Having been bestowed with a child after years of loneliness without any children, he was being ordered by God to sacrifice with his own hands the apple of his eyes, who had grown up to become a young boy of 13.
Ibrahim (‘a) said to Ismai’l (‘a):
“O’ My beloved son! I have dreamt that I am sacrificing you; what do you think about this?”
“Dear father! Act as you have been ordered and, God willing, you shall find me of the steadfast ones,” Ismai’l (‘a) replied.
Then, he strengthened his father’s resolve by advising:
“Father, death is very painful and I am so fearful of it that its very thought leaves me disturbed and distressed, so bind my hands and legs firmly, lest I beat about with them while my throat is being slit and thereby reduce the rewards ordained for me. In addition, sharpen the knife so that I am put at peace quickly. Also, place me with my face towards the ground and not upon my cheeks for I fear that if your eyes fall upon my face, compassion might overtake you and prevent you from complying with the Divine commandment. Take off your garments so that my blood does not taint them and my mother does not see my blood. If you deem it fit, take my clothes to my mother; they might serve to console her and lessen her grief at my death.”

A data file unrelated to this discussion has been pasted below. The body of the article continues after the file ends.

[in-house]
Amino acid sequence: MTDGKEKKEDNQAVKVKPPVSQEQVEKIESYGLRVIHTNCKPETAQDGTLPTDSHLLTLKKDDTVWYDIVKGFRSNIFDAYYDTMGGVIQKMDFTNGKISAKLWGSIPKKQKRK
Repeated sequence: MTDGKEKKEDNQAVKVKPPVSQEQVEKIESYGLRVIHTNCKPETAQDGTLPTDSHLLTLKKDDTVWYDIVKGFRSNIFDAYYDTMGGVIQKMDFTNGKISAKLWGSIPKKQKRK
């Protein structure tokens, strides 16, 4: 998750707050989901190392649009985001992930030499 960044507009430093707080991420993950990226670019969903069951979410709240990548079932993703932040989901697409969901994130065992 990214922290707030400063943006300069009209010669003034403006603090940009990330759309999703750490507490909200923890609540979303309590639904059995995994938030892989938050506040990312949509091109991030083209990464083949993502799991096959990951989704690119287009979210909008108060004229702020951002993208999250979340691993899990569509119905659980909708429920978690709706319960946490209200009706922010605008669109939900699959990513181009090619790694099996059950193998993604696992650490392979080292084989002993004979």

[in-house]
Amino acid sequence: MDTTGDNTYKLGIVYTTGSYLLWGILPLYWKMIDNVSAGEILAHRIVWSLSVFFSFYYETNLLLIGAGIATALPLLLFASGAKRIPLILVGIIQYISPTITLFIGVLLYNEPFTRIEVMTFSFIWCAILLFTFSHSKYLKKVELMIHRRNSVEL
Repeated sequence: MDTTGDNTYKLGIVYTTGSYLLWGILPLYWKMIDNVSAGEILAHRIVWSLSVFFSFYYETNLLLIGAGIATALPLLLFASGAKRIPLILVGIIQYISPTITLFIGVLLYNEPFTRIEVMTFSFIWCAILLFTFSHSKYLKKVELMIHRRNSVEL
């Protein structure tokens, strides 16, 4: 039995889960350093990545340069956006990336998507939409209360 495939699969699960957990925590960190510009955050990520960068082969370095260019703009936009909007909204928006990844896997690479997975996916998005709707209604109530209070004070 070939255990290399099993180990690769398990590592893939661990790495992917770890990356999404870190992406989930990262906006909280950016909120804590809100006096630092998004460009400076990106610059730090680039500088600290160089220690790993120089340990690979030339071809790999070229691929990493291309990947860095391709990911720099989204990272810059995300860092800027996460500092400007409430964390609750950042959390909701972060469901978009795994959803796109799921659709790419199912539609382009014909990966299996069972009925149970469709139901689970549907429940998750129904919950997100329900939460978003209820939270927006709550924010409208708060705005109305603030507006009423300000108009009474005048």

Hearing this speech, Ibrahim (‘a) responded, “O’ Son! You are indeed an excellent aide (to me) in executing God’s commandment.”
Ibrahim (‘a) took his son to Mina (the place of sacrifice), sharpened the knife and then binding Ismai’l (‘a)’s hands and legs, laid him with his face towards the ground. Ibrahim then raised his head towards the heavens and placed the knife on his son’s throat. But, as he did so, he realized that the knife did not cut. Looking at it, he noticed that the sharp knife had turned blunt. This occurrence was repeated several times, when suddenly a heavenly voice was heard saying: